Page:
You’ll learn not only where to go for the best grub, but also how to make the food you crave right in your own kitchen, with original recipes including Neapolitan Pizza (and dough), the Ultimate Sliders (which were invented in Kansas), Caramel Sticky Buns, Southern Fried Chicken, the classic Reuben, and Triple-Chocolate Adult Brownies. You’ll also hone your Serious Eater skills with tips that include signs of deliciousness, regional style guides (think pizza or barbecue), and Ed’s hypotheses—ranging from the Cuban sandwich theory to the Pizza Cognition Theory—on what makes a perfect bite.

To learn more about Serious Eats, visit www.crownpublishing.com.

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categoriesTypes, Recipes/Menus
Publish date: Nov 1, 2011
Added to Scribd: Sep 12, 2011
Copyright:Traditional Copyright: All rights reserved

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WHATMAKESA GREATBURGER
 With so many kinds of burgers out there,“great” depends on context. Still, thereare some universal indicators.
 beef-to-bun ratio
 A burger needs enough beef so its taste comesthrough, and enough bun to support the meat and juices. And the burger should be the same diameteras the bun. Great burgers are like great sandwiches—all about balance.
 bun
It needs to be fresh, appropriately sized, and sturdyenough to support the meat and soak up its juices.But it also needs some give—some softness andsquishiness. It’s a tough act, balancing tendernessand absorbency so you don’t have to resort to a knife and fork to finish.
doneness
Everyone has a preference as to how a burger iscooked; the best burgers are cooked perfectly toone’s liking.
 burger grind
You want a nice loose-to-medium grind and a pattythat is not too densely packed. A fine grind andtight packing makes for a tough, dense burger thatstarts to resemble a sausage.
cheese
Regardless of what type of cheese you prefer, itshould be properly melted, not just perched on top.(Bonus points for two slices of cheese—one belowand one on top of the patty.)
fresh ingredients
It should go without saying. But how many burgershave you had with wilted, crunchless lettuce,anemic tomatoes, or stale buns? We’ve had toomany. Get fresh or go home!
BURGERSTYLES
 The burger is a seemingly simple dish—meat, cheese, bun—but there are moreincarnations than a casual eater wouldsuspect. Now that you know what basicsto look for in a great burger, here are afew styles to try.
 backyard grilled burgers
You know this one. There’s almost nothing like a thick juicy burger, charred with dark cross-hatch-ing, that you eat just minutes after pulling it off your grill on a beautiful summer weekend.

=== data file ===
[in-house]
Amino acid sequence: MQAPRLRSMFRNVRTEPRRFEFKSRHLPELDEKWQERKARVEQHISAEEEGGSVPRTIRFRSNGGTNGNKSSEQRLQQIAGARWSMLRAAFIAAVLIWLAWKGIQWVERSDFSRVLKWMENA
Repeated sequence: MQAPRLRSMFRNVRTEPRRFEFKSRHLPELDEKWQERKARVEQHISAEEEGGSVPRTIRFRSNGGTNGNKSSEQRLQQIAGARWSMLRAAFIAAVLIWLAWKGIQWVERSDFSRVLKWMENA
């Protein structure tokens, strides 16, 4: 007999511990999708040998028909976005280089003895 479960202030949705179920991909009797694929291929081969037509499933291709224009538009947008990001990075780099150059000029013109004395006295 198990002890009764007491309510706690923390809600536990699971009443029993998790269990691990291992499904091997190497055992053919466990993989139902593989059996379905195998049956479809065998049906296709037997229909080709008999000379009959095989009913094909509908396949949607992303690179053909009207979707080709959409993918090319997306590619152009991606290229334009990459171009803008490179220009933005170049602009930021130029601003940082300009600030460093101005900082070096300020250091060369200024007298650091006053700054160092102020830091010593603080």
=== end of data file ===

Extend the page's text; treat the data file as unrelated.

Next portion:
pub burgers
These burgers have sizable patties usually nosmaller than 8 ounces, often 10 ounces or more.They’re typically ovoid in shape, rather than flat,often broiled, and most often seen in pubs (hencethe name). It’s a style much celebrated in NewYork City.
fast-food burgers
Do we really need to define this for you? We didn’tthink so.
fast-food-
style 
 burgers
The term denotes burgers that seem to take theirinspiration from fast-food burgers but are some-how better—in terms of either ingredients or prep-aration or both. Fast-food-style burgers will bemade with fresh, not frozen, beef; use fresh pro-duce; and generally come from a single storefrontor, at most, a small, local chain rather than a nationwide chain. Burger Joint and Shake Shackin New York City and Gott’s Roadside Tray Gour-met (formerly Taylor’s Automatic Refresher) in SanFrancisco and St. Helena, California, are primeexamples.
sliders
Many people think a slider is just a name for a miniburger. Many people are wrong. A slider is some-thing specific: a thin, thin slip of beef, cooked on a griddle with onions and pickles piled atop the patty.The steam from the onions does as much cooking as the griddle. The buns are placed atop the onions,absorbing the pungent aroma and flavor. A slider isat once a hamburger and, yet, something more.
mini hamburgers
Mini burgers encompass every diminutive burgerthat does not meet the definition of a slider (seeabove), often because it has been grilled or broiledrather than steam-griddled and almost alwaysbecause it lacks the bed of pungent onions. Therewas an annoying trend, roughly from 2006 through2008, whereby every chef in the country wasputting mini burgers (often misidentifying themas sliders) on his or her bar menu.
steakhouse burgers